A study in JAMA Pediatrics shows that screening newborn babies for congenital cytomegalovirus (CMV) infection is cost-effective and helps prevent lifelong disabilities. The work was led by Dr. Soren Gantt, an Investigator at BC Children’s Hospital, an agency of the Provincial Health Services Authority, and an Associate Professor in the Department of Pediatrics at the University of British Columbia.
CMV is a common virus that can spread from mothers to fetuses during pregnancy and results in serious health problems in children, including hearing loss and developmental delay. Around 50 per cent of adults carry CMV, but most will never know they’re infected because the virus doesn’t usually cause symptoms in healthy adults.
There is currently no vaccine to prevent CMV, but early diagnosis of babies with congenital infection can reduce lifelong health impacts. Congenital CMV can be diagnosed by testing a baby’s saliva at birth, and affected babies can receive an antiviral drug that have been shown to improve their hearing and neurodevelopmental outcomes. By diagnosing CMV as early as possible, newborn screening programs can reduce the incidence of severe to profound hearing loss by 4 -13 per cent, depending on the type of screening program and the number of infected babies who receive treatment. Because babies with congenital CMV infection usually don’t have obvious symptoms at birth, without a newborn screening program most go undiagnosed and don’t receive optimal care.
On the other hand, around 80 per cent of babies who have CMV will not suffer lasting health effects, leading to concerns that screening programs might generate unnecessary costs by identifying babies who would be fine without any intervention. In this study, researchers sought to determine whether the costs savings from preventing CMV-related disabilities offset the costs of implementing screening programs and treating all children who test positive.
Researchers studied the outcomes of CMV screening programs for newborns at hospitals in the United States. They looked at both universal screening programs, in which all newborns are tested for CMV, and targeted screening programs, in which only babies who fail newborn hearing tests are screened.
According to the economic analysis performed by the researchers, the cost of identifying one case of congenital CMV depends on the program used, and ranges from $2,000 to $10,000 USD (U.S. dollars) through universal screening or $566 to $2,833 USD through targeted screening. Screening programs resulted in a net savings for the healthcare system of approximately $21 - $32 USD per newborn for universal screening or $11 - $27 USD per newborn for targeted screening by reducing lifelong costs for therapies and loss of productivity due to CMV-related health problems and disabilities.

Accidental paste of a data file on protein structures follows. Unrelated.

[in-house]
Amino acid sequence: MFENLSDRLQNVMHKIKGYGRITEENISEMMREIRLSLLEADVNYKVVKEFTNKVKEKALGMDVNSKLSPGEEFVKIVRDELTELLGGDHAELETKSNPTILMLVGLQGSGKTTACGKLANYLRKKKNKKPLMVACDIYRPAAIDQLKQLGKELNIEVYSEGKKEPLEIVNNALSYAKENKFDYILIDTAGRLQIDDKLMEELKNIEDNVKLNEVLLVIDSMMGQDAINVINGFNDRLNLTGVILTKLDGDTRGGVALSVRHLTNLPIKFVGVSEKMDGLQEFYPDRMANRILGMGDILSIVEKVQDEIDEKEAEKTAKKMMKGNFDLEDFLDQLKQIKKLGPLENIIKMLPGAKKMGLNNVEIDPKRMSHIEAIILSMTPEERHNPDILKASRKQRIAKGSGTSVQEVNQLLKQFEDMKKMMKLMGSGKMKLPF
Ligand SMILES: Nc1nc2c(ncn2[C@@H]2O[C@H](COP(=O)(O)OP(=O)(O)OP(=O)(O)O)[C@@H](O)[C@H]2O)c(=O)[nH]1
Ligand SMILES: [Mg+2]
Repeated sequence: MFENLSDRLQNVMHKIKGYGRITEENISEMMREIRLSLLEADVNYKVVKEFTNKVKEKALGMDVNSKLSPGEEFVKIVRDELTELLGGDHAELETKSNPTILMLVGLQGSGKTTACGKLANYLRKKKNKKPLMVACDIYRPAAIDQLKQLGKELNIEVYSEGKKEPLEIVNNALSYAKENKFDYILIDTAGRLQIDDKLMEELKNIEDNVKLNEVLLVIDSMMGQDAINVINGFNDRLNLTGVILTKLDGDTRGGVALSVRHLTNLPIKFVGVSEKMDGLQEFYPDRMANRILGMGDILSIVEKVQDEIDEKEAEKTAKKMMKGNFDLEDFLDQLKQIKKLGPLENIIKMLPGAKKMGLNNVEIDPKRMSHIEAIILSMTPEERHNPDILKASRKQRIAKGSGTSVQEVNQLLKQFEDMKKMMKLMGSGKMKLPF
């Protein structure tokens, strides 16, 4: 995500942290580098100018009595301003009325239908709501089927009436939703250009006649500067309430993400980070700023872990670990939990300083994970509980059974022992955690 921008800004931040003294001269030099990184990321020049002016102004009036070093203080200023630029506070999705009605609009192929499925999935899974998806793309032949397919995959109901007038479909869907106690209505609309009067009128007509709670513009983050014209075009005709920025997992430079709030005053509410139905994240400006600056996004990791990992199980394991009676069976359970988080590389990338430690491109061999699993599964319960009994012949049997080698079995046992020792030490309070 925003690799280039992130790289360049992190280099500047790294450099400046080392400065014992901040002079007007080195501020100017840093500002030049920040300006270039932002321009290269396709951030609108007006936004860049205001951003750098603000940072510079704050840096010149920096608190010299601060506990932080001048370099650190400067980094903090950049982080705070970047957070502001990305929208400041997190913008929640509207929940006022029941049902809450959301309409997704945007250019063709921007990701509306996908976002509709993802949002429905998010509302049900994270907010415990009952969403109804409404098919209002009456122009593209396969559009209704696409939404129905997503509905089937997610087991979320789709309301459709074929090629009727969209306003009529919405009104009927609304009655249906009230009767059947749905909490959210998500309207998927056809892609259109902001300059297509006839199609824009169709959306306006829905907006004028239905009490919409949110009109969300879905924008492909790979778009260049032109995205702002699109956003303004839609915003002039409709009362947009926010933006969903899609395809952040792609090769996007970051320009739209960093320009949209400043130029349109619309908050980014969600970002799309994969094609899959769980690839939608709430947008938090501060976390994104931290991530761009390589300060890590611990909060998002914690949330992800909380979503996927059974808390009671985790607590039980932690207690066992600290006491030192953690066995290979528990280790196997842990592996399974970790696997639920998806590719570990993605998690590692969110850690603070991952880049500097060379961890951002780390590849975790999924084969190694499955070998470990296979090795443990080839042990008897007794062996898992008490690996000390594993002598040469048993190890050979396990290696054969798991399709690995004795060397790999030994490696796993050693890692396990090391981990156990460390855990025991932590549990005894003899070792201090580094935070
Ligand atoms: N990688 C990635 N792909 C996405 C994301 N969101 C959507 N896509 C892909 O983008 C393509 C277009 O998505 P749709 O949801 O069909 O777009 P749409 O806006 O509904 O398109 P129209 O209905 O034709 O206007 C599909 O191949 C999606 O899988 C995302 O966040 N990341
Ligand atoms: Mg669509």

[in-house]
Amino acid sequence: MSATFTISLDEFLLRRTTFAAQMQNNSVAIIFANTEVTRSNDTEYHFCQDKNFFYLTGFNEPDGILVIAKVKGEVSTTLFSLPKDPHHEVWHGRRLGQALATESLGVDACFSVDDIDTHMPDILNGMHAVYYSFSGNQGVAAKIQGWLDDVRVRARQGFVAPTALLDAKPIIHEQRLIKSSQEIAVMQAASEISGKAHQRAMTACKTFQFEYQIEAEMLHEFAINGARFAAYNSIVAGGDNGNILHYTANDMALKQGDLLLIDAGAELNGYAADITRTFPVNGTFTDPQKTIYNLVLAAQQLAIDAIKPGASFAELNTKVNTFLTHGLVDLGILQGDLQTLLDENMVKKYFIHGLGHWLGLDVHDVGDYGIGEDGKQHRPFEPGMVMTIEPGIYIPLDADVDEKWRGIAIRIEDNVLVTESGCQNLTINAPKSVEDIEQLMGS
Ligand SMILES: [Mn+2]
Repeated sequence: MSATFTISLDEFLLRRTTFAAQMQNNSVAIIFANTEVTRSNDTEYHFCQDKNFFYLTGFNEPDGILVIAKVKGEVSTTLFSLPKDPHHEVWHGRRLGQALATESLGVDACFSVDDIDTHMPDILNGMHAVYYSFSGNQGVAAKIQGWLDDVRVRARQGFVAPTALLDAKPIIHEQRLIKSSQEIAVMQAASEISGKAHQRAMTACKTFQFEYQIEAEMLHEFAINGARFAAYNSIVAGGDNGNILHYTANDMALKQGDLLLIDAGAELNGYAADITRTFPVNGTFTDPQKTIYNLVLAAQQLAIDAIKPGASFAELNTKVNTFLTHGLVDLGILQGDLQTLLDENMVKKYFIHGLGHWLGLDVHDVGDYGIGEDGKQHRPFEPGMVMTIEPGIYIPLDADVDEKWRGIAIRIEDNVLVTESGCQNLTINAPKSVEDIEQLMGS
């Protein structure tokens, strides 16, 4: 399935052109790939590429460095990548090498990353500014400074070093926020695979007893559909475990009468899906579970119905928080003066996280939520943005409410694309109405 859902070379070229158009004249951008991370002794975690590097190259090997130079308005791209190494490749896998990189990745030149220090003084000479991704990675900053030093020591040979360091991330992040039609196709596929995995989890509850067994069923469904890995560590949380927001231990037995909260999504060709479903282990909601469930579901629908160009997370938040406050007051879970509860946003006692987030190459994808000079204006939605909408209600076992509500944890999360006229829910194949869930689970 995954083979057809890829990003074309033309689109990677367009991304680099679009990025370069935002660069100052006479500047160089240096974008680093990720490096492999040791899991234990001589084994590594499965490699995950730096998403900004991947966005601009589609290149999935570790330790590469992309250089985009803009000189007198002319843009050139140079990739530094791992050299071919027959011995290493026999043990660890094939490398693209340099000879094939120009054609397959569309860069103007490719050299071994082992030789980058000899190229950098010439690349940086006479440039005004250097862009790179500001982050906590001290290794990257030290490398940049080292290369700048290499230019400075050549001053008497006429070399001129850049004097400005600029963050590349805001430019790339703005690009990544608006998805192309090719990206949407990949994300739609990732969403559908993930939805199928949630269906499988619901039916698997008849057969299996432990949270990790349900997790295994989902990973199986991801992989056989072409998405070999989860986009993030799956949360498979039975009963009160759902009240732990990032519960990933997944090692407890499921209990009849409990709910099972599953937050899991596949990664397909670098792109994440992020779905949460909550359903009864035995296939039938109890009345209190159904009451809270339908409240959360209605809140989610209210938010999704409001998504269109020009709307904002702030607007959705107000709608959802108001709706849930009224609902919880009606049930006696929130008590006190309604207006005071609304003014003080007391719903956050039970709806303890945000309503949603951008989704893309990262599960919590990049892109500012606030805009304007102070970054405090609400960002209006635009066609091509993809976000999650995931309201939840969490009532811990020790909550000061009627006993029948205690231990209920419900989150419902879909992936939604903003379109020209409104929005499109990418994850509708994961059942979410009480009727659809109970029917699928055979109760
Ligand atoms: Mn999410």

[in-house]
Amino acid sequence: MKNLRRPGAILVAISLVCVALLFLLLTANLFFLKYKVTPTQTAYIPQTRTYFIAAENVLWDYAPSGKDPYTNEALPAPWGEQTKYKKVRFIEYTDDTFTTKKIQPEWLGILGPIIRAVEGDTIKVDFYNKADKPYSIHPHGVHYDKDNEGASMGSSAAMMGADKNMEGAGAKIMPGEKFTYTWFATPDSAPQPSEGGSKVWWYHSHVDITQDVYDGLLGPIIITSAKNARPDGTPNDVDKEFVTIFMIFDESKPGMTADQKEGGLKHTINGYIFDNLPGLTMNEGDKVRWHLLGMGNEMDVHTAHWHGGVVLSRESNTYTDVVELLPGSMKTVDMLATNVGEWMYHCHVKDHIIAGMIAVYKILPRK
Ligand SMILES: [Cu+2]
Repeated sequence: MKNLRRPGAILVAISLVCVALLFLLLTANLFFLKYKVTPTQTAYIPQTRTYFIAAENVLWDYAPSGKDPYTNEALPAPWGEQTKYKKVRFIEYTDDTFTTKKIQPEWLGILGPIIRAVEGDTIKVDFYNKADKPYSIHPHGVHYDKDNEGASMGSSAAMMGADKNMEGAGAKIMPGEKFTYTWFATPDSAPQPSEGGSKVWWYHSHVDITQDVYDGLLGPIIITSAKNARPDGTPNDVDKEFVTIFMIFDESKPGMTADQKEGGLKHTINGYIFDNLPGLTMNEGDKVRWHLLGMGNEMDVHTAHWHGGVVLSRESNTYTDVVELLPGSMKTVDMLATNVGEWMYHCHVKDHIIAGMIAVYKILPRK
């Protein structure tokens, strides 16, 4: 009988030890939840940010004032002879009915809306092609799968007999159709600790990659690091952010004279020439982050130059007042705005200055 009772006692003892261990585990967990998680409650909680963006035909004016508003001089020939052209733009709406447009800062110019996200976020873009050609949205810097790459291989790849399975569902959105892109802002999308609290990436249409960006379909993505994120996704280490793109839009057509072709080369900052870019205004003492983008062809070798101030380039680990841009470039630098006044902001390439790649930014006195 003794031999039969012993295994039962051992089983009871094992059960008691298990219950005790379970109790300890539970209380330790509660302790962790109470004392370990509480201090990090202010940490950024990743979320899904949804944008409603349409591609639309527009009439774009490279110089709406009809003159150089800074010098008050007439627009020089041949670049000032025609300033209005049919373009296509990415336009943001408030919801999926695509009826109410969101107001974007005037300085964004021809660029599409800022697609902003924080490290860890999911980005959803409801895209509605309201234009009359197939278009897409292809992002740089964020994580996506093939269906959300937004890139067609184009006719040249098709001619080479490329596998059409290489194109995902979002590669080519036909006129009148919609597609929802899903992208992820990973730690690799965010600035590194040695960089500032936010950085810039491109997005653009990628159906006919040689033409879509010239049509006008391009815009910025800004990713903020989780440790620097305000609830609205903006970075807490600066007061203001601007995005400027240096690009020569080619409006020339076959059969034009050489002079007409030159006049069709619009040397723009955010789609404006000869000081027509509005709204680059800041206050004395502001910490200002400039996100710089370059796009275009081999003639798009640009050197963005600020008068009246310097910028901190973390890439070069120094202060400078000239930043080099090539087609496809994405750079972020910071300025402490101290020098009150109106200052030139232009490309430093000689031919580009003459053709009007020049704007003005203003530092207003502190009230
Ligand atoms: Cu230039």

“Both universal and targeted screening programs are medically beneficial, but concerns about cost have been a barrier to implementation,” say Dr. Gantt.
“Our study shows both types of screening programs are cost-effective, and we hope this will lead to the introduction of more programs across North America.”
In May 2016, a newborn CMV screening program was launched at BC Women’s Hospital that provides CMV screening for all babies who fail the newborn hearing test or who are in the neonatal intensive care unit. This program was developed through a collaboration between the BC Early Hearing Program, BC Children’s Hospital, and BC Women’s Hospital, and is the first clinical screening program for congenital CMV in Canada.
Dr. Gantt hopes this research will increase public awareness about congenital CMV infection. Over 200 babies are born with CMV in BC every year and about 20 per cent will develop hearing loss. “CMV is the most important infection most people have never heard of,” says Dr. Gantt.
This research was supported by BC Children’s Hospital Foundation, the Canadian Institutes of Health Research, the National Institute on Deafness and Other Communication Disorders, and the National Institute of Allergy and Infectious Disease.
Study co-authors include:
Dr. David Goldfarb – Investigator and Medical Microbiologist, BC Children’s Hospital; Clinical Associate Professor, Department of Pathology & Laboratory Medicine, University of British Columbia
Dr. Fred Kozack – Investigator, BC Children’s Hospital; Clinical Professor, Department of Surgery, University of British Columbia
Gantt, S. et al. Cost-effectiveness of Universal and Targeted Newborn Screening for Congenital Cytomegalovirus Infection. JAMA Pediatrics (2016)